Aside from the cleaner, you may also treat the leather using conditioner. The conditioner will help retain the natural oil on the leather and will prevent the surface from getting dry and from cracking.
Ford Bronco II: Ford’s Fleeting Compact SUV
Although the Ford Bronco II enjoyed quite a short run, it still proved to be a very important part in the evolution of Ford’s SUV range. The second among Ford’s string of compact SUV’s, the Ford Bronco II enjoyed much of its term as one of the more popular, entry-level compact SUVs in the market. However, several roadblocks resulted to the production of the final Bronco IIs six years after its introduction.
1984-1988: Ford revives its compact SUV
When the Ford Bronco left its compact roots and became a full-size SUV in 1978, Ford lost its entry in the booming compact SUV market for several years—until the Ford Bronco II came to the rescue in 1984. With overwhelming competition from other major compact SUVs like the Chevrolet S-10 Blazer, the GMC Jimmy, and the Jeep Cherokee, the Bronco II definitely had a lot to prove during its introductory phase.
The first Ford Bronco II was very mechanically similar to the Ford Ranger. Both had a carbureted 2.8L Cologne V6 engine that had 115 horsepower, but the Bronco II had a 94-inch wheelbase and an enclosed rear. These four-wheel drive Bronco IIs were also 800 pounds lighter than its bigger Bronco brother.
An upgrade came in 1986 with a fuel-injected 2.9L Cologne V6 engine together with a two-wheel drive version for the Bronco II. For the 1987 model year, an optional 2.3L diesel engine was introduced. However, the diesel engine's meager offering of 86 horsepower did not draw too much appreciation. This model year also saw the addition of a rear ABS or anti-lock braking system for the compact SUV.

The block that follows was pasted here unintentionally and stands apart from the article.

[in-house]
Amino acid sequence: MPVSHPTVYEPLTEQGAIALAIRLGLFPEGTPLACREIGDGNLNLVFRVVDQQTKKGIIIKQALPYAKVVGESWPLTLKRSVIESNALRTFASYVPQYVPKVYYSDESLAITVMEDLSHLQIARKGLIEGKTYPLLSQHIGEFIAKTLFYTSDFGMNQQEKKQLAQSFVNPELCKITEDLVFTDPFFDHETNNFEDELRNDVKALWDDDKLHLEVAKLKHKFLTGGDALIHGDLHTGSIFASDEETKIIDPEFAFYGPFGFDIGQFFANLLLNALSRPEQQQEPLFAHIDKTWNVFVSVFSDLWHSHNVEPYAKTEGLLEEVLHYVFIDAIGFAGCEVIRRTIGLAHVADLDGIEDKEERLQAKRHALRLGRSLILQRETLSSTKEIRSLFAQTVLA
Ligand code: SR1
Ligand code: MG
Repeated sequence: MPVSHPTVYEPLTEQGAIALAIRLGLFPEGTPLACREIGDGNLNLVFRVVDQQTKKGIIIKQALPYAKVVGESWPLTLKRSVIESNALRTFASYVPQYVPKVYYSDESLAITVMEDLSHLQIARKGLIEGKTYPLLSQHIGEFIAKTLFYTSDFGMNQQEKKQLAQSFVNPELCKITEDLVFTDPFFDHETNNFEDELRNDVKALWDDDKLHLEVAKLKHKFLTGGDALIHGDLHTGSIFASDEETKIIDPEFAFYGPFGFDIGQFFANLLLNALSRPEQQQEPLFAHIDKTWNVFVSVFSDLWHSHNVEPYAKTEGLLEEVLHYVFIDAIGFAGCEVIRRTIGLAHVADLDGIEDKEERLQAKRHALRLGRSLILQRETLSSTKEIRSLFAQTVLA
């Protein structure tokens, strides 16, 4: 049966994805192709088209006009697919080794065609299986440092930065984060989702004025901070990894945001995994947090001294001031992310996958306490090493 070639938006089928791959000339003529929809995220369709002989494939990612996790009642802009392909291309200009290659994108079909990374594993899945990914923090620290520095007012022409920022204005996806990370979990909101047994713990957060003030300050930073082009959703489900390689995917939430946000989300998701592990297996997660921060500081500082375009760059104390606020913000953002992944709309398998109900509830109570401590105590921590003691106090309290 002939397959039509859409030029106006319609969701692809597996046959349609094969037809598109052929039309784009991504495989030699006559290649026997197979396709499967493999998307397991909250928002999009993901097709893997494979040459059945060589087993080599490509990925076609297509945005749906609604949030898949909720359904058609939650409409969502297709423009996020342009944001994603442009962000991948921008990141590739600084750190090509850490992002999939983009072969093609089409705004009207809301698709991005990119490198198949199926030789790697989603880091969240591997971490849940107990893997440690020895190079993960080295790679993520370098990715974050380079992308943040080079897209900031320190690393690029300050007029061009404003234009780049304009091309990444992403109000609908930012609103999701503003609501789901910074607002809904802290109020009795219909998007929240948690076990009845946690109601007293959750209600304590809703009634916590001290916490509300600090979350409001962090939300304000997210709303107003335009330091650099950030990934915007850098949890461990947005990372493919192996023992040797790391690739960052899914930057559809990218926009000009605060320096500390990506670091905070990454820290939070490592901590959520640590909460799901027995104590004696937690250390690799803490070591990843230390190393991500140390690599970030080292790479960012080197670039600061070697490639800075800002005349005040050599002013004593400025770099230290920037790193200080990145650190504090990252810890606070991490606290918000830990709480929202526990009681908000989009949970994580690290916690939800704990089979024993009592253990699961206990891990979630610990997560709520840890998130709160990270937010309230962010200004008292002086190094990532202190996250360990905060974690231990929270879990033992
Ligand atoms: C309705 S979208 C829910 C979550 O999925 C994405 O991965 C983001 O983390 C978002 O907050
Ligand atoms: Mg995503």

1989-1990: The Bronco II’s last hurrah
Although the front fascia of the Bronco II experienced a major redesign, there were little changes elsewhere for the compact SUV as it approached its final years. While there were big restyling plans for both the Bronco II and the Ranger in 1989, the end of the run for the Bronco II in 1990 meant that it would only experience the improved structural support from a Dana 35 front axle and not much else from the restyling.
A snowball of events led to the end for the Bronco II. The increasing gas prices brought about a lot of compact SUVs from various makes. Even though the Bronco II was a popular choice for offroaders who were looking for an inexpensive, rugged vehicle, the stiff competition from more stylish and polished compact SUVs proved to be too much for the Bronco II to handle. However, the departure of the Bronco II left a spot for what was destined to be one of Ford’s biggest successes—the Ford Explorer.